People talk about ‘Jamaica time’, meaning being late and ignoring all the consequences of that. But, that’s just a specific instance of ‘bly time‘, ie everyone seems to think that life is full of second chances, so don’t get things right from the get-go. But, the honest truth is that no one likes people who’re habitually late (except perhaps philanderers, who can count on this to get up to their business and get away…in good time :)).  We take being late as a badge of honour. Wise up!

Let’s look quickly at one of the things that we constantly hear policy makers tell us matter to them–road accidents and deaths.

Motorcycles and their riders have been a growing scourge on the roads, with all manner of misdeeds, like permanent learner’s licences, and no helmets worn by riders or passengers. Result? More crashes and more deaths. The country pays the cost. But, over a year ago we heard of ‘concerns’ (Jamaica-speak for a long period of inaction on a problem). We were promised a ‘clampdown’. Where is it? The deaths keep mounting. More hand-wringing. Just go back in time and you’ll see that these concerns were expressed even earlier. Yet, we let the years pass and cobwebs grow, and wonder why we are lagging behind others.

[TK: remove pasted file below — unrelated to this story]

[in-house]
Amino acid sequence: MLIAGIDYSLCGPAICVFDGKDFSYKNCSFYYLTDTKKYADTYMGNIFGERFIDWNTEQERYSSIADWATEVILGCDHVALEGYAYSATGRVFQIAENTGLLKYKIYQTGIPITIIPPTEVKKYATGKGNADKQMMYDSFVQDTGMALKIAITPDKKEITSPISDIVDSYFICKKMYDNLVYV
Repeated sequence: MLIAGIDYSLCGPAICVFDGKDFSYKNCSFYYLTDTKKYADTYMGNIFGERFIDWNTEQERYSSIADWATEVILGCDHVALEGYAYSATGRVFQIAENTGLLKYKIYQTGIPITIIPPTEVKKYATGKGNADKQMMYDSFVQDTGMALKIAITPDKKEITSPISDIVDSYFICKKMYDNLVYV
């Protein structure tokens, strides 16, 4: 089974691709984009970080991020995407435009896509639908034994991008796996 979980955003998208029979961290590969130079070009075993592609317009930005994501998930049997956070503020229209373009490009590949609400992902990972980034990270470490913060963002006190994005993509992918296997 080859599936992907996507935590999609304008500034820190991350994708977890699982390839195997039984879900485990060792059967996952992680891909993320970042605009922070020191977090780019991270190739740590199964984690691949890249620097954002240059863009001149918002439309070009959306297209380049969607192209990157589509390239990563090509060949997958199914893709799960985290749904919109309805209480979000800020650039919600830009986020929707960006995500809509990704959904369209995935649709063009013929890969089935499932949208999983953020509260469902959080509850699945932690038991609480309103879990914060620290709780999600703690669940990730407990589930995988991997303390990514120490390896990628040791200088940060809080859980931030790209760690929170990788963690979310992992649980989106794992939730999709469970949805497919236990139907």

Just last month we were promised another clampdown on general traffic violations. A three-month, six-days a week clampdown–‘Operation Zero Tolerance’ (oh, we love the fancy monikers). Why? Do we believe miscreanants need a day of rest? Do we believe the enforcers can’t keep at the task for a full week? Boredom? Attention deficit disorder? We need that extra day to do the paperwork that comes from a rapid increase in violators caught? The logic of the would-be enforcers escapes me. But wait!  The road transport operators said they weren’t properly consulted. You mean, after disregarding the rules constantly they felt they should have a say in how to curb the misbehaving? Wait there.